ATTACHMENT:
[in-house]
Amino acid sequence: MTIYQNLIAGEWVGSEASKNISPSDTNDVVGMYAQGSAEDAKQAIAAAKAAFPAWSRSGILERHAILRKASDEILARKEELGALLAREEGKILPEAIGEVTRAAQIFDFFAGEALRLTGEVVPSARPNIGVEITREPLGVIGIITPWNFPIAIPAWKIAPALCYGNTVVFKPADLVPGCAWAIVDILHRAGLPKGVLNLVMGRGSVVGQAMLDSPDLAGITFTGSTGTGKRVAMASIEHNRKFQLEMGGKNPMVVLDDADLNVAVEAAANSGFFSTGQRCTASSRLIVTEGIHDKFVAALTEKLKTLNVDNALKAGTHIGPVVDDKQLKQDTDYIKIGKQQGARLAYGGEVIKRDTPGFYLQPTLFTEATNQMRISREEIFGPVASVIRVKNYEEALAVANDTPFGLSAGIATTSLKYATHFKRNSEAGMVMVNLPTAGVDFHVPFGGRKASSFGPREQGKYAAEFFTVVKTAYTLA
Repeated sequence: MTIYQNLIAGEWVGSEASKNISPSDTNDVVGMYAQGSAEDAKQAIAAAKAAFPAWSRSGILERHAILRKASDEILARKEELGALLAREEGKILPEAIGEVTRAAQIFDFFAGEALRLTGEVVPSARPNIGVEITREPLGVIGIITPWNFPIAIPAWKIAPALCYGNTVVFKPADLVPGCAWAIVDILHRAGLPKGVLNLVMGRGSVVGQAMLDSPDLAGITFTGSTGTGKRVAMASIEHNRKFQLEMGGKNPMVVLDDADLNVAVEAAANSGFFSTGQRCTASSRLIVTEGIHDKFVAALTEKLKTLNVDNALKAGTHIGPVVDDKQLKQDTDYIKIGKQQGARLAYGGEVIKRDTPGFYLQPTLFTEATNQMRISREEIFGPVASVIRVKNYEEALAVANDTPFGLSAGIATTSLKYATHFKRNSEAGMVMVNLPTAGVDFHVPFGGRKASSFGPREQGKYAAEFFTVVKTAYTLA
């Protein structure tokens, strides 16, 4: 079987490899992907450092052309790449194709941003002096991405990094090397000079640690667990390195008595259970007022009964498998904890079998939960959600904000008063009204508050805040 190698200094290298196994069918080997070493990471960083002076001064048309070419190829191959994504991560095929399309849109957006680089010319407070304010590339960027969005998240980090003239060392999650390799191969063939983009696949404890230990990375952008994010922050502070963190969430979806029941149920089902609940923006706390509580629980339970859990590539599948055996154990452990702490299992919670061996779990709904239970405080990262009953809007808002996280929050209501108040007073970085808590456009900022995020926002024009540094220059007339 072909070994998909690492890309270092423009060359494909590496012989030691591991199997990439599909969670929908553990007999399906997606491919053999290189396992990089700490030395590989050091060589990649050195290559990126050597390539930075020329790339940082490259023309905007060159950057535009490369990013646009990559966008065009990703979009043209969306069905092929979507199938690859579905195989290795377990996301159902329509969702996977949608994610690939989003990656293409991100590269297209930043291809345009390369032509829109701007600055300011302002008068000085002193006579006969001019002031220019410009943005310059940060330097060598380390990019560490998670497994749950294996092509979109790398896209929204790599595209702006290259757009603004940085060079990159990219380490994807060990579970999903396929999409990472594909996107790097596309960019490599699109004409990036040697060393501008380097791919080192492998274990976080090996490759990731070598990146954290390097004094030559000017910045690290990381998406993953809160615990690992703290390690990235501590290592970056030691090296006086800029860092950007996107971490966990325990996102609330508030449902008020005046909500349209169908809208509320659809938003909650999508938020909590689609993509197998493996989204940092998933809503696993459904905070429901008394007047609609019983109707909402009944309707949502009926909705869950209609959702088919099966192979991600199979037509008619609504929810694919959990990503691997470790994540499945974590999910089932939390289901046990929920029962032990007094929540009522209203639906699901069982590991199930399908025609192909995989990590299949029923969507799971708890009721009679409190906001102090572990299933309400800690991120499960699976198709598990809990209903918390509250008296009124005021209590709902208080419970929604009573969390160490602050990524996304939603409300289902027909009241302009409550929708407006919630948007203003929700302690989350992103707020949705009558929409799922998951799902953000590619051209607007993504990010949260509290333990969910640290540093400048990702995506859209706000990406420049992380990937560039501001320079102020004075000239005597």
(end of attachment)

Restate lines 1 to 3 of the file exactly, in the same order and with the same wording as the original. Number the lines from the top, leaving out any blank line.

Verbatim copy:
[in-house]
Amino acid sequence: MTIYQNLIAGEWVGSEASKNISPSDTNDVVGMYAQGSAEDAKQAIAAAKAAFPAWSRSGILERHAILRKASDEILARKEELGALLAREEGKILPEAIGEVTRAAQIFDFFAGEALRLTGEVVPSARPNIGVEITREPLGVIGIITPWNFPIAIPAWKIAPALCYGNTVVFKPADLVPGCAWAIVDILHRAGLPKGVLNLVMGRGSVVGQAMLDSPDLAGITFTGSTGTGKRVAMASIEHNRKFQLEMGGKNPMVVLDDADLNVAVEAAANSGFFSTGQRCTASSRLIVTEGIHDKFVAALTEKLKTLNVDNALKAGTHIGPVVDDKQLKQDTDYIKIGKQQGARLAYGGEVIKRDTPGFYLQPTLFTEATNQMRISREEIFGPVASVIRVKNYEEALAVANDTPFGLSAGIATTSLKYATHFKRNSEAGMVMVNLPTAGVDFHVPFGGRKASSFGPREQGKYAAEFFTVVKTAYTLA
Repeated sequence: MTIYQNLIAGEWVGSEASKNISPSDTNDVVGMYAQGSAEDAKQAIAAAKAAFPAWSRSGILERHAILRKASDEILARKEELGALLAREEGKILPEAIGEVTRAAQIFDFFAGEALRLTGEVVPSARPNIGVEITREPLGVIGIITPWNFPIAIPAWKIAPALCYGNTVVFKPADLVPGCAWAIVDILHRAGLPKGVLNLVMGRGSVVGQAMLDSPDLAGITFTGSTGTGKRVAMASIEHNRKFQLEMGGKNPMVVLDDADLNVAVEAAANSGFFSTGQRCTASSRLIVTEGIHDKFVAALTEKLKTLNVDNALKAGTHIGPVVDDKQLKQDTDYIKIGKQQGARLAYGGEVIKRDTPGFYLQPTLFTEATNQMRISREEIFGPVASVIRVKNYEEALAVANDTPFGLSAGIATTSLKYATHFKRNSEAGMVMVNLPTAGVDFHVPFGGRKASSFGPREQGKYAAEFFTVVKTAYTLA